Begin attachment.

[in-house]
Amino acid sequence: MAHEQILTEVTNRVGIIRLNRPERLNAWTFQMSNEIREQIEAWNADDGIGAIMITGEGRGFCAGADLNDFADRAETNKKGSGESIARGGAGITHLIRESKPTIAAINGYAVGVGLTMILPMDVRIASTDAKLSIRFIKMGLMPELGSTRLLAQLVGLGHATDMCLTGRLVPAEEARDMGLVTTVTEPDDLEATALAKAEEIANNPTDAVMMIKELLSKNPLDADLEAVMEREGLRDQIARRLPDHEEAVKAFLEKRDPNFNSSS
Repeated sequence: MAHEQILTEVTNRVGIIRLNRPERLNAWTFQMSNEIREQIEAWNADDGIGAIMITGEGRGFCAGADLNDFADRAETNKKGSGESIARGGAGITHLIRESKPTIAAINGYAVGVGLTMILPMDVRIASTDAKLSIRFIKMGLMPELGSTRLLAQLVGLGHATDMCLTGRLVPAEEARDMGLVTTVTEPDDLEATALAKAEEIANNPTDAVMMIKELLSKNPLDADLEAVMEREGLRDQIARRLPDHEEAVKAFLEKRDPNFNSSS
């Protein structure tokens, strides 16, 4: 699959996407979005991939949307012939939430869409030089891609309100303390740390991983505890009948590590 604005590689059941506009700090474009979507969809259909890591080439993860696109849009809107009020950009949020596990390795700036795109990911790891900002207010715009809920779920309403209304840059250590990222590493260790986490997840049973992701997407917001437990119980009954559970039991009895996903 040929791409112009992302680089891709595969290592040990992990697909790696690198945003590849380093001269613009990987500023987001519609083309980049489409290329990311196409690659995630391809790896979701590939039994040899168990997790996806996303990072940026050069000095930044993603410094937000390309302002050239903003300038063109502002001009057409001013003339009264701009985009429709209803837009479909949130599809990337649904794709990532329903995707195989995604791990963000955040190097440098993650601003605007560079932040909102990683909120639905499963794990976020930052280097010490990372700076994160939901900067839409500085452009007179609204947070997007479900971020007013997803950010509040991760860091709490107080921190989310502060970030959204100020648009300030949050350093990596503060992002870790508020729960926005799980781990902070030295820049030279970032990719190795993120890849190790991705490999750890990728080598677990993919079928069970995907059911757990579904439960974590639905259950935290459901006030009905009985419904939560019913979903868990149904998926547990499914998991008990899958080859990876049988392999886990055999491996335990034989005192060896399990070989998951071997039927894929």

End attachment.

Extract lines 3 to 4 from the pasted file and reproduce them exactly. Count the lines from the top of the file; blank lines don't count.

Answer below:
Repeated sequence: MAHEQILTEVTNRVGIIRLNRPERLNAWTFQMSNEIREQIEAWNADDGIGAIMITGEGRGFCAGADLNDFADRAETNKKGSGESIARGGAGITHLIRESKPTIAAINGYAVGVGLTMILPMDVRIASTDAKLSIRFIKMGLMPELGSTRLLAQLVGLGHATDMCLTGRLVPAEEARDMGLVTTVTEPDDLEATALAKAEEIANNPTDAVMMIKELLSKNPLDADLEAVMEREGLRDQIARRLPDHEEAVKAFLEKRDPNFNSSS
């Protein structure tokens, strides 16, 4: 699959996407979005991939949307012939939430869409030089891609309100303390740390991983505890009948590590 604005590689059941506009700090474009979507969809259909890591080439993860696109849009809107009020950009949020596990390795700036795109990911790891900002207010715009809920779920309403209304840059250590990222590493260790986490997840049973992701997407917001437990119980009954559970039991009895996903 040929791409112009992302680089891709595969290592040990992990697909790696690198945003590849380093001269613009990987500023987001519609083309980049489409290329990311196409690659995630391809790896979701590939039994040899168990997790996806996303990072940026050069000095930044993603410094937000390309302002050239903003300038063109502002001009057409001013003339009264701009985009429709209803837009479909949130599809990337649904794709990532329903995707195989995604791990963000955040190097440098993650601003605007560079932040909102990683909120639905499963794990976020930052280097010490990372700076994160939901900067839409500085452009007179609204947070997007479900971020007013997803950010509040991760860091709490107080921190989310502060970030959204100020648009300030949050350093990596503060992002870790508020729960926005799980781990902070030295820049030279970032990719190795993120890849190790991705490999750890990728080598677990993919079928069970995907059911757990579904439960974590639905259950935290459901006030009905009985419904939560019913979903868990149904998926547990499914998991008990899958080859990876049988392999886990055999491996335990034989005192060896399990070989998951071997039927894929």